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A Temporary Mobility Lane Helps Jump-Start Permanent Change

The impact of a 2018 AARP Community Challenge project in Kansas City, Missouri

Like many communities, Kansas City, Missouri, faces challenges ensuring that its sidewalks and roadways are safe for pedestrians and cyclists. The arrival in 2018 of e-scooters to the city’s streets brought additional safety and parking questions and concerns.

The need to keep walkers, runners, bicyclists and scooter-users safe was especially pressing along a stretch of Oak Street in the vibrant Crossroads neighborhood.

“Oak Street is a highly trafficked, and dangerous, commuter corridor that had seen recent high speed car crashes, including incidents when a building and a bike share station were badly damaged,” explains DuRon Netsell of Street Smarts Design + Build. “Even though the street was restriped in early 2018, crashes continued.”

Oak Street, Kansas City, Missouri

Photo by Duron Netsell, Street Smarts Design + Build

During the demonstration project, the signage for the Mobility Lane featured illustrations of a scooter, bicycle and skateboard, as well as logos for Better Block KC, AARP and Bird (an e-scooter company.) The other text on the sign reads: "This lane creates a safer street for all by providing a safe place for micro-mobility options, a buffer for pedestrians and calmer automobile traffic."

The Project: A "Pop-Up" Mobility Lane

The placemaking organization BetterBlockKC applied for an AARP Community Challenge grant and in the summer of 2018 received $2,500 to implement a temporary, two-block redesign of Oak Street. “We saw this as the perfect opportunity to show an alternative design that provided a safer experience for all users," Netsell explains.

AARP Community Challenge

AARP Community Challenge

Click on the image to learn about the AARP Community Challenge.

The month-long demonstration project implemented that October involved putting Oak Street on a road diet, which was achieved by replacing one lane of traffic with a “mobility lane” that could be used by bicyclists, scooter users, skateboarders, rollerbladers and joggers.

  • The mobility lane was protected from traffic by parked cars as well as planters filled with fall grasses and flowers.

  • All preexisting on-street parking was maintained. In fact, the project added two parking spots while also adding parking for 12 bicycles, 25 scooters and a few motorcycles.

  • The city’s department of public works temporarily changed the stoplights at two intersections into flashing red-lights in order to provide four-way stops.

Oak Street, Kansas City, Missouri

Photo by DuRon Netsell, Street Smarts Design + Build

Oak Street before and during the Mobility Lane demonstration.

The Results: The Temporary Project Leads to Permanent Changes

Automobile speeds measured at six locations showed that drivers operated at speeds 10 to 15 miles per hour slower during the project than after it was done. Data was also collected through a short survey of the area’s residents. The results showed favorable views to the design, although a handful of commuting motorists were upset with the change.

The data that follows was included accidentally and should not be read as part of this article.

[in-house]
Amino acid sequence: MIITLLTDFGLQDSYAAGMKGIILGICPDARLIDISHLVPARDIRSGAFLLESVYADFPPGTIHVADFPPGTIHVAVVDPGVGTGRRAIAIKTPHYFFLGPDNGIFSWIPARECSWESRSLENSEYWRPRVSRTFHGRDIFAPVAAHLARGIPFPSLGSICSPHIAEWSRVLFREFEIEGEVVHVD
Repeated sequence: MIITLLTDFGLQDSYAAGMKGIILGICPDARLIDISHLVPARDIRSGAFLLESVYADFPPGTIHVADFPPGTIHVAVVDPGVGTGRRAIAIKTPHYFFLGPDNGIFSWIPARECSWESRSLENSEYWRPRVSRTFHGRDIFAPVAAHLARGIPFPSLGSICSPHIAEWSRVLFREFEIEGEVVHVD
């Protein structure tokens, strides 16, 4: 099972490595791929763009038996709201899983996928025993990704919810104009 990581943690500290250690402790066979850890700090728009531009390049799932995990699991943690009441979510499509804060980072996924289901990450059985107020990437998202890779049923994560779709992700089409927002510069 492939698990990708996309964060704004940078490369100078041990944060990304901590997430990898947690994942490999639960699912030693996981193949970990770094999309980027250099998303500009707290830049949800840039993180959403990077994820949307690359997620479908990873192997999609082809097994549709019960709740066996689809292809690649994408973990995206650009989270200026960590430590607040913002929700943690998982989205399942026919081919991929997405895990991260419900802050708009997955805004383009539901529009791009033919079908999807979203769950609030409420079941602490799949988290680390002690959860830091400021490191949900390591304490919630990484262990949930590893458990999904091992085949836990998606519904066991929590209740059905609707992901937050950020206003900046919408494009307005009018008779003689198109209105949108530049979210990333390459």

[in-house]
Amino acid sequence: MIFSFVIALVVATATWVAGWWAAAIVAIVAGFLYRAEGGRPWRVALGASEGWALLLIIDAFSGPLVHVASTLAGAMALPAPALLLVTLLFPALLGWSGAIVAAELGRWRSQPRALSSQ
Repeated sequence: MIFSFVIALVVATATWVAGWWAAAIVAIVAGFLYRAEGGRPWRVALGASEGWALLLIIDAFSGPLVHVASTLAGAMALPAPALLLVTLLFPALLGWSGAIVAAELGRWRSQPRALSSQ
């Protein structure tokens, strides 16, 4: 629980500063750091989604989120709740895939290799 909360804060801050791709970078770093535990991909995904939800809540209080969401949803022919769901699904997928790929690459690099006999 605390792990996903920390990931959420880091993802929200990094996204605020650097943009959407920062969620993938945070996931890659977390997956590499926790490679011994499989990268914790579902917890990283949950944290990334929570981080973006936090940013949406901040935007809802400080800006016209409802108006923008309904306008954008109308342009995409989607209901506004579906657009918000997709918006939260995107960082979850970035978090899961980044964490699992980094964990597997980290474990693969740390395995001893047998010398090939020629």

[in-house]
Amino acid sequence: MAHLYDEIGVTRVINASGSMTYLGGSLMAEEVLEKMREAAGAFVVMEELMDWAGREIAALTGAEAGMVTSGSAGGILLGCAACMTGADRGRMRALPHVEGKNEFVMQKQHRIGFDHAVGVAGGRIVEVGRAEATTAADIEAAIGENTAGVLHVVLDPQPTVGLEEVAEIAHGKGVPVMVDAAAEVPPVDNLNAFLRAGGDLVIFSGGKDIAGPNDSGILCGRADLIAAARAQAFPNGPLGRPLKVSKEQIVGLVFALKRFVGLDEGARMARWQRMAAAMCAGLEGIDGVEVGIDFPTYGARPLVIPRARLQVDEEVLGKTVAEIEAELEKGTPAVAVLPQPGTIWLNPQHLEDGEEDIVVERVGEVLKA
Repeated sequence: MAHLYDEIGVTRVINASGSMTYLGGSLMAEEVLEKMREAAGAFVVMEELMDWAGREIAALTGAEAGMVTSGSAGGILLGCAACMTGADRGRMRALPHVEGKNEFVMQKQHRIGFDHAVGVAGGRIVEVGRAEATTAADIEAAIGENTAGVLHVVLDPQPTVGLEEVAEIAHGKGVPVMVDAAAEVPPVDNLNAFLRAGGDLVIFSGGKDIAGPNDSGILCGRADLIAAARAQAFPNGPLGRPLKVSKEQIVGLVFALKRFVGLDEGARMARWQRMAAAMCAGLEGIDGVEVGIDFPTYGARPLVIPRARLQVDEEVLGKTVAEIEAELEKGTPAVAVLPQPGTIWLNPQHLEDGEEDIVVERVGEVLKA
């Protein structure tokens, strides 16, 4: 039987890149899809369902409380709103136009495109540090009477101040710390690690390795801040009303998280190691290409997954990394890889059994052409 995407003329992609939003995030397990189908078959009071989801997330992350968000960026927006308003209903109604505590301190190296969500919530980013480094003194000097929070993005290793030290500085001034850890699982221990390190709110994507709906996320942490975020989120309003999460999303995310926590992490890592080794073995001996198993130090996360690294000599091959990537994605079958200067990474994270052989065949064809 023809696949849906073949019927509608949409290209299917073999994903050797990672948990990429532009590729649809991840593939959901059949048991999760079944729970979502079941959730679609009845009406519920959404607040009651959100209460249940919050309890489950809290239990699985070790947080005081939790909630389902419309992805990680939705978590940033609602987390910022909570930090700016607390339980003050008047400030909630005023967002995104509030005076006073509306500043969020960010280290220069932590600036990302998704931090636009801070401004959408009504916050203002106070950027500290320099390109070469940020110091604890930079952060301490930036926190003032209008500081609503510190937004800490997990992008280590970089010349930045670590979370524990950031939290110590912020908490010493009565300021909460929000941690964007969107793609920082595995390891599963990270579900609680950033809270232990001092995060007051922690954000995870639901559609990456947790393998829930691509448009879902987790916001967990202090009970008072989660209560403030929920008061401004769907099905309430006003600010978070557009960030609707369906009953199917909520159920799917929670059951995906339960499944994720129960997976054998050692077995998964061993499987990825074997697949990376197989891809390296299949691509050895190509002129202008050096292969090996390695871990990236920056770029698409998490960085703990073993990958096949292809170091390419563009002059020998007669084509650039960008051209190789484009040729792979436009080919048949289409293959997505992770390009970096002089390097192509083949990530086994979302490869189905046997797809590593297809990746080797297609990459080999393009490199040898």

“We hoped the demonstration would enable the community and decision-makers to experience an innovative design that provided a safer and more equitable experience for all users,” says Netsell, who led the project’s organization and its volunteer-staffed implementation. “What we didn’t anticipate was the reaction to the scooter symbols used in the mobility lane. We didn’t realize until after the installation was in place that we had created the world’s first protected lane designated for e-scooters. We’re not aware of a municipality or design firm that had actually installed scooter symbols in their bike lanes at that time.”

The temporary project helped influence some permanent changes in Kansas City. 

  • The city has funded and implemented three “micro-mobility” parking hubs, including one at the pop-up project’s parking hub original location. 

  • By testing the mobility lane and receiving local and national attention for it, public awareness and acceptance increased, which may have increased support for a permanent cycle-track the city installed elsewhere on Oak Street in 2020. Although the cycle-track was already part of an existing government plan, the temporary demonstration likely influenced public support for it. 

  • During the demonstration, BetterBlockKC used half-barrel planters as barriers and for displaying flowers and grasses. Many of the planters remain and have been adopted by nearby business owners.


Advice for Replicating the Project

BetterBlockKC, along with partners including BikeWalk KC, engaged neighborhood associations and businesses along the corridor before the project started. “Having that heads up gave them an open mind when it came to the project,” Netsell explains.

The length of the demonstration period helped build data for better understanding how the public’s behavior would adapt. To secure a month-long rather than days-long project requires partnerships and engagement with local agencies. “Work with local agencies and neighborhood groups as much as possible,” Netsell advises. “They’ll work with you more and give you more of a chance if you work with them.”

In addition to speed and public sentiment data, having data (even anecdotal) about the area’s noise reduction is extremely helpful. Netsell wishes the project team had recorded the change in noise volume. “The area was so much calmer and safer,” he says. “We got comments from businesses saying so.”

Text by Mike Watson, reporting by Evey Owen
Published in August 2020 based on the project’s after-action reports, media coverage and an interview conducted in July 2020

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